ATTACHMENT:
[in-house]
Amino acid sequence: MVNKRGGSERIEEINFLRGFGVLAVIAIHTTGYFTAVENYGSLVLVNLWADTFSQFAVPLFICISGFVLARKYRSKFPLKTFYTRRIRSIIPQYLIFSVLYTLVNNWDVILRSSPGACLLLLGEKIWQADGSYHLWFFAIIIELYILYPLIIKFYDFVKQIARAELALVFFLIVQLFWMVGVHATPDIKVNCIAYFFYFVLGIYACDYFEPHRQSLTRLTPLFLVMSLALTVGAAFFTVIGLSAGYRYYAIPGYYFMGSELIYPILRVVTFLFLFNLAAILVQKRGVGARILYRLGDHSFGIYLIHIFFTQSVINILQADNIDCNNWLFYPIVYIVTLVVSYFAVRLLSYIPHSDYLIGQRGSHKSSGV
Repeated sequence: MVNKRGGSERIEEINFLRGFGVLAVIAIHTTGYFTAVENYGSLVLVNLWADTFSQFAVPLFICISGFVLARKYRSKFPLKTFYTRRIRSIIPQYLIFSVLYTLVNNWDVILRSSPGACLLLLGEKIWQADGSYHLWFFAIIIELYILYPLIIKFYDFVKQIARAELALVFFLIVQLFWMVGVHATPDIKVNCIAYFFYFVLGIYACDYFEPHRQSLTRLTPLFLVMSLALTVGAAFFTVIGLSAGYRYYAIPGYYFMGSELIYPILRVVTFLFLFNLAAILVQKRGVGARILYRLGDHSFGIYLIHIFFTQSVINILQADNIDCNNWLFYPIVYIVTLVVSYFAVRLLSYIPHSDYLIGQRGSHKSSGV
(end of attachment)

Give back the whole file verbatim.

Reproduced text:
[in-house]
Amino acid sequence: MVNKRGGSERIEEINFLRGFGVLAVIAIHTTGYFTAVENYGSLVLVNLWADTFSQFAVPLFICISGFVLARKYRSKFPLKTFYTRRIRSIIPQYLIFSVLYTLVNNWDVILRSSPGACLLLLGEKIWQADGSYHLWFFAIIIELYILYPLIIKFYDFVKQIARAELALVFFLIVQLFWMVGVHATPDIKVNCIAYFFYFVLGIYACDYFEPHRQSLTRLTPLFLVMSLALTVGAAFFTVIGLSAGYRYYAIPGYYFMGSELIYPILRVVTFLFLFNLAAILVQKRGVGARILYRLGDHSFGIYLIHIFFTQSVINILQADNIDCNNWLFYPIVYIVTLVVSYFAVRLLSYIPHSDYLIGQRGSHKSSGV
Repeated sequence: MVNKRGGSERIEEINFLRGFGVLAVIAIHTTGYFTAVENYGSLVLVNLWADTFSQFAVPLFICISGFVLARKYRSKFPLKTFYTRRIRSIIPQYLIFSVLYTLVNNWDVILRSSPGACLLLLGEKIWQADGSYHLWFFAIIIELYILYPLIIKFYDFVKQIARAELALVFFLIVQLFWMVGVHATPDIKVNCIAYFFYFVLGIYACDYFEPHRQSLTRLTPLFLVMSLALTVGAAFFTVIGLSAGYRYYAIPGYYFMGSELIYPILRVVTFLFLFNLAAILVQKRGVGARILYRLGDHSFGIYLIHIFFTQSVINILQADNIDCNNWLFYPIVYIVTLVVSYFAVRLLSYIPHSDYLIGQRGSHKSSGV